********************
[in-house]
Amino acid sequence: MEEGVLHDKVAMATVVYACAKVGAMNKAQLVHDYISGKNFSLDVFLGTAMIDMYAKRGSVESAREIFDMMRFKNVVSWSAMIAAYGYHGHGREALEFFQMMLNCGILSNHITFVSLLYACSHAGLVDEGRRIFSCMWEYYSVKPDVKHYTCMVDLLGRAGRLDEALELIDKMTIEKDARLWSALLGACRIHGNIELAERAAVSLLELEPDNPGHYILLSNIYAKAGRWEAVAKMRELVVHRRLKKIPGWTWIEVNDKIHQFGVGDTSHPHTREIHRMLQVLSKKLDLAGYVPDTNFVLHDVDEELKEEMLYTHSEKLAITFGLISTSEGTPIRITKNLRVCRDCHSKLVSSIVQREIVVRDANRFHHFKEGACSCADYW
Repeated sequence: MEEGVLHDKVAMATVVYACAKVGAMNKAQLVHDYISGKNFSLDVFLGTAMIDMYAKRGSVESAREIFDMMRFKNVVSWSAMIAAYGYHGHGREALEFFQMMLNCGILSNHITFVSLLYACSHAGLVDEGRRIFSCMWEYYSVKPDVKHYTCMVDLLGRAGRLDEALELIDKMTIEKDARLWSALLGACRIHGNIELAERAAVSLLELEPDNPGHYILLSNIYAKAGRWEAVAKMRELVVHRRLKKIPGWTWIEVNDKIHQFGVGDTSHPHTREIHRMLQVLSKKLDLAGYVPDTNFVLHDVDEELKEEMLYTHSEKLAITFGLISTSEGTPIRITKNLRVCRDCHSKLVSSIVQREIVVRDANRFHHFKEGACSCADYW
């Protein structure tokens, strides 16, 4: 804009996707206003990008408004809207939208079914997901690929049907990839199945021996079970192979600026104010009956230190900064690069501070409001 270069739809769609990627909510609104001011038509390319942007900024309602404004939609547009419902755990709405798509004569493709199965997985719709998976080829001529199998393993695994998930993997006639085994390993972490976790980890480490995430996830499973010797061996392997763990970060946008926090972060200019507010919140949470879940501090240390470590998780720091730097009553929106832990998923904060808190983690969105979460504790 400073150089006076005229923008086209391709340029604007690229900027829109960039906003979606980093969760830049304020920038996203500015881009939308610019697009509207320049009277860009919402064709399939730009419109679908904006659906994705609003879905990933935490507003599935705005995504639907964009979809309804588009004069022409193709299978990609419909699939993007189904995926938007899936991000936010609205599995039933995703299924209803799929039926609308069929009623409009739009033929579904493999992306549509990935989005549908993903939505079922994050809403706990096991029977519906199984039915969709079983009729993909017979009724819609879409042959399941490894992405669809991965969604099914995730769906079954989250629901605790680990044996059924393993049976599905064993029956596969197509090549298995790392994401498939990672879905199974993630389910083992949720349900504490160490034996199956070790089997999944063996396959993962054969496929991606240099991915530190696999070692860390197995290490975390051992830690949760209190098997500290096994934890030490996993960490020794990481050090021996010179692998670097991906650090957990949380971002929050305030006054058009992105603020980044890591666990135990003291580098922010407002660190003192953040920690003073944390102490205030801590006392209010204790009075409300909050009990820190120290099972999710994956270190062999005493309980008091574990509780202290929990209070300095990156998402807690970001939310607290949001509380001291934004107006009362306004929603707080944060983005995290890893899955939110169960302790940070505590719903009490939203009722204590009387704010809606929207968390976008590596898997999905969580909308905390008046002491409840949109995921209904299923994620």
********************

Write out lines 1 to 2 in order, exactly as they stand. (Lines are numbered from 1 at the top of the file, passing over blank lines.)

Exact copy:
[in-house]
Amino acid sequence: MEEGVLHDKVAMATVVYACAKVGAMNKAQLVHDYISGKNFSLDVFLGTAMIDMYAKRGSVESAREIFDMMRFKNVVSWSAMIAAYGYHGHGREALEFFQMMLNCGILSNHITFVSLLYACSHAGLVDEGRRIFSCMWEYYSVKPDVKHYTCMVDLLGRAGRLDEALELIDKMTIEKDARLWSALLGACRIHGNIELAERAAVSLLELEPDNPGHYILLSNIYAKAGRWEAVAKMRELVVHRRLKKIPGWTWIEVNDKIHQFGVGDTSHPHTREIHRMLQVLSKKLDLAGYVPDTNFVLHDVDEELKEEMLYTHSEKLAITFGLISTSEGTPIRITKNLRVCRDCHSKLVSSIVQREIVVRDANRFHHFKEGACSCADYW